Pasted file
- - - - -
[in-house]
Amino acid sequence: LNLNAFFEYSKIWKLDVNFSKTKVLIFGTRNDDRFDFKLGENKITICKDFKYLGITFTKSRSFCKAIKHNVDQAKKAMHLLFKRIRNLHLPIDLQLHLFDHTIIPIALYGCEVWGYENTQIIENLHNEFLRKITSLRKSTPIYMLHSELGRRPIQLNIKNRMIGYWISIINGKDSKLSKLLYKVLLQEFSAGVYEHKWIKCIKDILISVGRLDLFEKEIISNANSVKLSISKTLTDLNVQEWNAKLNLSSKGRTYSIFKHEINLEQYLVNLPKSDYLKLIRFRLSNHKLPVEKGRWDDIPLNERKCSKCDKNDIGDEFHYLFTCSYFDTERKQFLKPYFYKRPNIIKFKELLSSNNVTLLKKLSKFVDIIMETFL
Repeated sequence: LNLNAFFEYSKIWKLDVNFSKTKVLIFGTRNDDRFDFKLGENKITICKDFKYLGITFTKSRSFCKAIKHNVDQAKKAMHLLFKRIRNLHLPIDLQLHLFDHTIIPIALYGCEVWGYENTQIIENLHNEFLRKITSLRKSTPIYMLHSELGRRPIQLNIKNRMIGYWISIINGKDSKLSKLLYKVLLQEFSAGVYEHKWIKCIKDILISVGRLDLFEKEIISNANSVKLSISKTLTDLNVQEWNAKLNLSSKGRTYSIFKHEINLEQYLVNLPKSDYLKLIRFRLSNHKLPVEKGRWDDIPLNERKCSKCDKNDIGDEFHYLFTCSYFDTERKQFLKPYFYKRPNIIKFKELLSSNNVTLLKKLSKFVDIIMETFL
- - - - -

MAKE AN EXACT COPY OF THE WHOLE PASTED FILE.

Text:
[in-house]
Amino acid sequence: LNLNAFFEYSKIWKLDVNFSKTKVLIFGTRNDDRFDFKLGENKITICKDFKYLGITFTKSRSFCKAIKHNVDQAKKAMHLLFKRIRNLHLPIDLQLHLFDHTIIPIALYGCEVWGYENTQIIENLHNEFLRKITSLRKSTPIYMLHSELGRRPIQLNIKNRMIGYWISIINGKDSKLSKLLYKVLLQEFSAGVYEHKWIKCIKDILISVGRLDLFEKEIISNANSVKLSISKTLTDLNVQEWNAKLNLSSKGRTYSIFKHEINLEQYLVNLPKSDYLKLIRFRLSNHKLPVEKGRWDDIPLNERKCSKCDKNDIGDEFHYLFTCSYFDTERKQFLKPYFYKRPNIIKFKELLSSNNVTLLKKLSKFVDIIMETFL
Repeated sequence: LNLNAFFEYSKIWKLDVNFSKTKVLIFGTRNDDRFDFKLGENKITICKDFKYLGITFTKSRSFCKAIKHNVDQAKKAMHLLFKRIRNLHLPIDLQLHLFDHTIIPIALYGCEVWGYENTQIIENLHNEFLRKITSLRKSTPIYMLHSELGRRPIQLNIKNRMIGYWISIINGKDSKLSKLLYKVLLQEFSAGVYEHKWIKCIKDILISVGRLDLFEKEIISNANSVKLSISKTLTDLNVQEWNAKLNLSSKGRTYSIFKHEINLEQYLVNLPKSDYLKLIRFRLSNHKLPVEKGRWDDIPLNERKCSKCDKNDIGDEFHYLFTCSYFDTERKQFLKPYFYKRPNIIKFKELLSSNNVTLLKKLSKFVDIIMETFL